Sunday, May 11, 2008


In class this morning we were studying Matthew 18. There are at least four pericopes in this chapter which seem to form a coherent whole. These four cast in practical terms the answer to an age-long problem: how to get people to let go of themselves? From arguments over who is the greatest, to parables about searching for lost sheep, to indebted servants beating on their debtors, we are led along a revelation of the sort of measure God uses when dealing with us – what sorts of expectations he might have of us.

Do we want to be first? Why? What's the point? Do we not know that the shepherd himself leaves the flock and searches in desert places for one sheep who is missing.? Rather than simply writing that one off, the shepherd seeks earnestly for it. That sheep – and everyone like it – means a lot to that shepherd. Does he remain around those that are where they are supposed to be; those that have followed his voice recently? No, he leaves them there and searches for the one that is having trouble following his voice, which isn't where she is supposed to be. That one is precious. We are not called to comfortable right-hand seats but to work in spite of ourselves and our pride. Do we expect that God would treat us better if we sat at His right hand? Likely not if we treated others in ways that we would not want to be treated; not if the goodness of His grace did not register in our hearts.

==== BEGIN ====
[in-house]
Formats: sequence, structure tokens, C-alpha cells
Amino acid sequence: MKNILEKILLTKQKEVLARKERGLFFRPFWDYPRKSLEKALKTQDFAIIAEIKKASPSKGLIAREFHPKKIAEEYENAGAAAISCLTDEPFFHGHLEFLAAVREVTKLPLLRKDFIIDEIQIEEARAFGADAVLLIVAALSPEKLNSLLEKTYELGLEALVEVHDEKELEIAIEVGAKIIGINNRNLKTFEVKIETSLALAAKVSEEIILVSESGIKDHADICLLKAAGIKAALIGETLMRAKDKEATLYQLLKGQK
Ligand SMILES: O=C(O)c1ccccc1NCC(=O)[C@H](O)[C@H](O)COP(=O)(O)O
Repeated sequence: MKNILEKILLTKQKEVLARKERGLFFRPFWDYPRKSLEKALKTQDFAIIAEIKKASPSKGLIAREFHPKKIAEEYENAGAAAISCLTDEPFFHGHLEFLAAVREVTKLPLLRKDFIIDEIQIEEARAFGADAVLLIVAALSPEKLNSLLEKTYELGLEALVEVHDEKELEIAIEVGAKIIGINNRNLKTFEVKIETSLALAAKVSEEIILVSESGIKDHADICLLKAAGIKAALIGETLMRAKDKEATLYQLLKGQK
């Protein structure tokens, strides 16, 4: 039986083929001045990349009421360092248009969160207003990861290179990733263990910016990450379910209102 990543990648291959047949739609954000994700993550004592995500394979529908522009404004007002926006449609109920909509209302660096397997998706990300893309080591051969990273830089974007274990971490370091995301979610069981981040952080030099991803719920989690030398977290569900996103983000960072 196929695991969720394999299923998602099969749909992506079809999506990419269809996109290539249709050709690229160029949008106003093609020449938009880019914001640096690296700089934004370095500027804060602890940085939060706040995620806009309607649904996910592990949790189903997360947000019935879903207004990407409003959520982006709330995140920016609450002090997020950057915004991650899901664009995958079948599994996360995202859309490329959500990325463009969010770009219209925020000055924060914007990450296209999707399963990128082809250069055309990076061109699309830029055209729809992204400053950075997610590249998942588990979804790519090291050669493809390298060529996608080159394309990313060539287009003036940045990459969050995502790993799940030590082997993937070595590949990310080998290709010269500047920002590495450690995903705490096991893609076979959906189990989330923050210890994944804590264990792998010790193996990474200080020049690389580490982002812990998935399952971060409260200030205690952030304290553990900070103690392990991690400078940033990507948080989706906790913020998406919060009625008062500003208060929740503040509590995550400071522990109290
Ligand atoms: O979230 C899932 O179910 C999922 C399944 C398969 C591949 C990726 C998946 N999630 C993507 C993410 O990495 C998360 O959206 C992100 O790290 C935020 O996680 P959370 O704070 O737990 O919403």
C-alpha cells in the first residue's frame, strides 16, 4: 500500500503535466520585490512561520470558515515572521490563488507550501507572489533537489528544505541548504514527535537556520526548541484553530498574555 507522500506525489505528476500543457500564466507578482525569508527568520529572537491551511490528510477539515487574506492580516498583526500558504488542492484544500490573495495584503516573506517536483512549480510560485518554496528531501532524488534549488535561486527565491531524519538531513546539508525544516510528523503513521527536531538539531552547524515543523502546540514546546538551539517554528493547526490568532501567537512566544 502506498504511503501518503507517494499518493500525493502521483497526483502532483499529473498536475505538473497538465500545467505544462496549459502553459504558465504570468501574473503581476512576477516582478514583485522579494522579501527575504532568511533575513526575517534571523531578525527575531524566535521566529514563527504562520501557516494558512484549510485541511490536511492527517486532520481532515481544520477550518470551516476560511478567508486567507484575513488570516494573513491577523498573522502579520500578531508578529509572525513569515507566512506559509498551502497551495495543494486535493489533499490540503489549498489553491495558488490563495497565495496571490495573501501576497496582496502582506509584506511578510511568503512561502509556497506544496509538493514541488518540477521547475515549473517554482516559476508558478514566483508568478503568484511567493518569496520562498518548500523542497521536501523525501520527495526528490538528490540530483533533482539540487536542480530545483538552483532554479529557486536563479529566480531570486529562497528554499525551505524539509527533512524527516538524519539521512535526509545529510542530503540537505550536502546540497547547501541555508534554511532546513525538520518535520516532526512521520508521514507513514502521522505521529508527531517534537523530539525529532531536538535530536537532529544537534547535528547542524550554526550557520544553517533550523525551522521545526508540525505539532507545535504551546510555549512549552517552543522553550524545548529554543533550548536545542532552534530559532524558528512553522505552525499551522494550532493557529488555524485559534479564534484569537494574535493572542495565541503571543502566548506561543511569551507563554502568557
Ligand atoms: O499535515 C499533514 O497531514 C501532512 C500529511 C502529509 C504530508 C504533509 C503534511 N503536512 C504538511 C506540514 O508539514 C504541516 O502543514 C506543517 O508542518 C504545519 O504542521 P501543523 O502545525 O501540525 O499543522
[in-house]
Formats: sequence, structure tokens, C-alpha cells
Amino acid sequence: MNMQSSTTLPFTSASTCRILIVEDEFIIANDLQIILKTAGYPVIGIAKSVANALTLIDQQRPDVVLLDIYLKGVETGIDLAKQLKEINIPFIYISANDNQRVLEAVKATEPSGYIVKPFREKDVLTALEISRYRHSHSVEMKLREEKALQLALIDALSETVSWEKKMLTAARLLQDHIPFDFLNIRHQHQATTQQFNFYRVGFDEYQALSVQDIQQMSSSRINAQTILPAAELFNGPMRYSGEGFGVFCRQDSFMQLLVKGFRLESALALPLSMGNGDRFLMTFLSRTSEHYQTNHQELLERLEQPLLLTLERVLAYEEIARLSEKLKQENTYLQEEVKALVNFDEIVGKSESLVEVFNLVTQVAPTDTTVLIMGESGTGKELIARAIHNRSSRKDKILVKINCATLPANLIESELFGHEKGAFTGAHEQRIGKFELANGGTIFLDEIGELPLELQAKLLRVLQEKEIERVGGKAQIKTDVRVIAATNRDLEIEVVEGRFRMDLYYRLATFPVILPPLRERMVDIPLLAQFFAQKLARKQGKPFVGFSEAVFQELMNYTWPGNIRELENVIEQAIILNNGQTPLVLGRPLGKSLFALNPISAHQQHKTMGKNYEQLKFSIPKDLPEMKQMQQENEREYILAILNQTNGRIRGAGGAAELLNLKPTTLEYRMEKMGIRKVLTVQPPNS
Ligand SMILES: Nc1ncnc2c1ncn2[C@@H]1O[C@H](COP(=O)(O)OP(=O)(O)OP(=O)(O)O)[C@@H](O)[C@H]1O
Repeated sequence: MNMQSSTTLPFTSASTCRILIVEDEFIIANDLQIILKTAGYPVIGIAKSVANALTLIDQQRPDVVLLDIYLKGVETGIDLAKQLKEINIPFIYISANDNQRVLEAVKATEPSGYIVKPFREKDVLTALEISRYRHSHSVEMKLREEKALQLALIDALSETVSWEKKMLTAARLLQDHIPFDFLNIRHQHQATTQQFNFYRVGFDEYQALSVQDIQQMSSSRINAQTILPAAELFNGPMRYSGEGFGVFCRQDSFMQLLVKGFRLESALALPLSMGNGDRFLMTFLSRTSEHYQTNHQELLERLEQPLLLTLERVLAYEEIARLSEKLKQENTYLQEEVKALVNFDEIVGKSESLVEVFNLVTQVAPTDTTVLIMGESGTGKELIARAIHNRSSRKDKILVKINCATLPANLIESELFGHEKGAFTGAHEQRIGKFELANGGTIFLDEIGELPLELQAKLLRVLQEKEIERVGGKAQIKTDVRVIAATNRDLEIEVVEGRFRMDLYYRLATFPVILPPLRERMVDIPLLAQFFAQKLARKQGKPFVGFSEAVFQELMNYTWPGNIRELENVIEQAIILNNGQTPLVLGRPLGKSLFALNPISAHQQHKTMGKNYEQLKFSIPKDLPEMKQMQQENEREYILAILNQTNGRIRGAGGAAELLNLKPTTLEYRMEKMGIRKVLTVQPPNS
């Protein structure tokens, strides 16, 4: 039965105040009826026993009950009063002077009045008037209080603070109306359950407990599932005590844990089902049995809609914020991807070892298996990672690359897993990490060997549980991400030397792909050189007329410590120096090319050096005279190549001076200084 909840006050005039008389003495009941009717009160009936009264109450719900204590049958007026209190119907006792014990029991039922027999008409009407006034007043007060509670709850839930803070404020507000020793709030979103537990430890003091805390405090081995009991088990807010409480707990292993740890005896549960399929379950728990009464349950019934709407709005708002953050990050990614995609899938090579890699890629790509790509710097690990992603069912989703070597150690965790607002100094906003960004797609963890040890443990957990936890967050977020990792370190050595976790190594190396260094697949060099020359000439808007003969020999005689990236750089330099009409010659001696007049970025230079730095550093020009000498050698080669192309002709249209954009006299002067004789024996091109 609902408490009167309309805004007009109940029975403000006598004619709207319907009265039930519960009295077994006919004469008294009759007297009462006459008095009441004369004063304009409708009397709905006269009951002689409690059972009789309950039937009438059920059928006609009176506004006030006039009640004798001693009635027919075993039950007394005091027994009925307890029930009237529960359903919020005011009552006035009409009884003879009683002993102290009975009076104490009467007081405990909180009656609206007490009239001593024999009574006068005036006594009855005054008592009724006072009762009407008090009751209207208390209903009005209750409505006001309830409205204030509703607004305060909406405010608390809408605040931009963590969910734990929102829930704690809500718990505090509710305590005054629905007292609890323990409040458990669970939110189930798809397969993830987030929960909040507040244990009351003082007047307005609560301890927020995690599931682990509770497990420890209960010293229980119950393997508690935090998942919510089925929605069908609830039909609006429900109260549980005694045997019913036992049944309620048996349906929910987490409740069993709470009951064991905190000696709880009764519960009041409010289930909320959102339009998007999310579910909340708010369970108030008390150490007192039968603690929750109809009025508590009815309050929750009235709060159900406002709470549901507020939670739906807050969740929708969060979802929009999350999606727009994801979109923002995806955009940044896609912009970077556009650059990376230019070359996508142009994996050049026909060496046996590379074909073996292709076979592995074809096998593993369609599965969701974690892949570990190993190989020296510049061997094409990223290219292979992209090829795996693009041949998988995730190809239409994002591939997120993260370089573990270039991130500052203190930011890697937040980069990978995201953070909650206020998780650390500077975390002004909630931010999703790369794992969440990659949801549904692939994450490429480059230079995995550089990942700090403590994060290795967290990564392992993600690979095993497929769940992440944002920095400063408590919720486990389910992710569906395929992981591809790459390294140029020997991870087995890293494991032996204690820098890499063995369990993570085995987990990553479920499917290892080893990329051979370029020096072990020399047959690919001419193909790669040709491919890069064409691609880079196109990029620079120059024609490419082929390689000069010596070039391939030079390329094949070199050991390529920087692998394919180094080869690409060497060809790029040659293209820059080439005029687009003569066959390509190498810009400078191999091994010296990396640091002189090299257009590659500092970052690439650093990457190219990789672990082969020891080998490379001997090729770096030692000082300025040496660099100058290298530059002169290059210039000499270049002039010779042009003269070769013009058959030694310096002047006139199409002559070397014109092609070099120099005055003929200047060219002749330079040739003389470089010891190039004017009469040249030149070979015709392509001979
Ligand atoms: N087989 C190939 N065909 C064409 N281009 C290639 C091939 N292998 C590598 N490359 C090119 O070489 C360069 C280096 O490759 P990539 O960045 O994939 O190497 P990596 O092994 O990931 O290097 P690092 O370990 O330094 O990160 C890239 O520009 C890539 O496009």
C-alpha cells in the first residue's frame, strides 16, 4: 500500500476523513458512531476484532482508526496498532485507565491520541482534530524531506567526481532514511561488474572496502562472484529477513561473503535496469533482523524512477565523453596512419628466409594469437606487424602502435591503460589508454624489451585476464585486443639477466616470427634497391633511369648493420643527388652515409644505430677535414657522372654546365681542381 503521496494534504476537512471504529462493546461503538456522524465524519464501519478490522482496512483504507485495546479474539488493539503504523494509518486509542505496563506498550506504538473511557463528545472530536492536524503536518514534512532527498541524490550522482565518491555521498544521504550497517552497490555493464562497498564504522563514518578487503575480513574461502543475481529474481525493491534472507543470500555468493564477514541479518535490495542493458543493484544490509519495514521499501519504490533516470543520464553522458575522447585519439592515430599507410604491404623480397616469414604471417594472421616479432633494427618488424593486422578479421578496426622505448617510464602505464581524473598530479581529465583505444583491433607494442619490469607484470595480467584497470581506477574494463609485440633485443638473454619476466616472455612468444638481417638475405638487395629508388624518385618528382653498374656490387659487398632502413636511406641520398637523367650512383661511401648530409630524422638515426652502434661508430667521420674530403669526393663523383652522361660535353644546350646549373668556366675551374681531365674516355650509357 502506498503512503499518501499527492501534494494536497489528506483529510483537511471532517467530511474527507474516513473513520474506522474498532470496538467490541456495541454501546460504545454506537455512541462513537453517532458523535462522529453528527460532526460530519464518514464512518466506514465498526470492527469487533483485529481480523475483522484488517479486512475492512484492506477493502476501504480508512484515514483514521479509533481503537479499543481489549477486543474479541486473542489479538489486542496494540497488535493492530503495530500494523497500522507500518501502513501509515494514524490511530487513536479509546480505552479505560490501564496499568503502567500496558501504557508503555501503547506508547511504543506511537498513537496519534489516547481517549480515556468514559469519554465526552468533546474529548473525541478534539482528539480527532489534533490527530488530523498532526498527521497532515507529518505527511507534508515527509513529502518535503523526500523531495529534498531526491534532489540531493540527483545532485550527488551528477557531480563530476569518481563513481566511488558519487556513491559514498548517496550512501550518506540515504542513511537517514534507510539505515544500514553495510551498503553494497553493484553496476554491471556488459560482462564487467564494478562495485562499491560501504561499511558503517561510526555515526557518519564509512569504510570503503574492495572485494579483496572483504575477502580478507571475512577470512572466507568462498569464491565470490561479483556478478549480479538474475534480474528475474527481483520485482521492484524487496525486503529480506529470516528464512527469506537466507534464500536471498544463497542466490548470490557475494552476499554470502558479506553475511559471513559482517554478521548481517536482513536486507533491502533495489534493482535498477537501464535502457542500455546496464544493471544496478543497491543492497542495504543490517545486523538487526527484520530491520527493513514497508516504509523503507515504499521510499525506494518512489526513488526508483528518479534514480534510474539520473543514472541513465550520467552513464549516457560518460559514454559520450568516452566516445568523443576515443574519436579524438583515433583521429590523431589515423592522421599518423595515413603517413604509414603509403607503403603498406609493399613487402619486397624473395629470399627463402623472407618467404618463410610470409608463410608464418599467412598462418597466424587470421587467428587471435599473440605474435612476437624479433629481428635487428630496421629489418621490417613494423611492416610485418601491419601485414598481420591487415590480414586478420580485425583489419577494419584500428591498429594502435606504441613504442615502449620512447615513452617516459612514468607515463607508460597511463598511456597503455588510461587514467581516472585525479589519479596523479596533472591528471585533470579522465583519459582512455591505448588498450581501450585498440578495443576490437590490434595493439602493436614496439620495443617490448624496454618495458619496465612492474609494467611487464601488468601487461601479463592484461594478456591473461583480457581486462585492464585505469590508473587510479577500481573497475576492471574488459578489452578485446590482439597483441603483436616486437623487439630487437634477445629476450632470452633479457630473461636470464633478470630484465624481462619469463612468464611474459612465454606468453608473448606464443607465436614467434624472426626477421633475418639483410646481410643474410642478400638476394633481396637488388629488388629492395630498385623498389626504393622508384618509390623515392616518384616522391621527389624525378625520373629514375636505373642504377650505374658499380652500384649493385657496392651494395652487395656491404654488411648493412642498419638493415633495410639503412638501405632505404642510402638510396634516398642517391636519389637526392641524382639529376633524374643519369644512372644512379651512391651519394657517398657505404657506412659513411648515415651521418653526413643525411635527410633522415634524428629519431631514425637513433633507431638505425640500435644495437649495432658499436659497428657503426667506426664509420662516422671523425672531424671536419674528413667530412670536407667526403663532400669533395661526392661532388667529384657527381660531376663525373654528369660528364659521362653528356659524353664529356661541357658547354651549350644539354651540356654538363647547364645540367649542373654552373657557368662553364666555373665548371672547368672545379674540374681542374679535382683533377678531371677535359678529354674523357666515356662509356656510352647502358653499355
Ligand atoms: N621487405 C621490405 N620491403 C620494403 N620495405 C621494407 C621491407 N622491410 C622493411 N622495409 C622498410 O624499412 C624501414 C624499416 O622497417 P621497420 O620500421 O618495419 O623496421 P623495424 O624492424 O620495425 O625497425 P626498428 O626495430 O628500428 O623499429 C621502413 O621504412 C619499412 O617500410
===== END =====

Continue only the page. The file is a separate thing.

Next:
Tucked among these three pericopes is the famous Matthew 18 church discipline text. Let's see, how do I gain satisfaction from my brother who has wronged me? Let's see….I have to first go to him, and then I take two witnesses, then I get to defend myself in front of the whole church against this offense I have suffered. If I don't get satisfaction from the church, I can have the church avoid him like the plague!

And so we please ourselves that we know Scripture…we know that this passage exists, and we can learn the steps in "church discipline." So far so good. We are a People of the Book. We can quote long passages with ease and on top of that, we can guide others to pertinent texts.

But then we must do something about it. Many times we Christians don't really want to use Scripture when it might slow us down; delay our getting our justification. Many times we simply accuse – in the halls, on the phone, in whispered conversation with the elders – those we have a complaint against. That Matthew 18 process simply is too cumbersome when we are feeling hurt.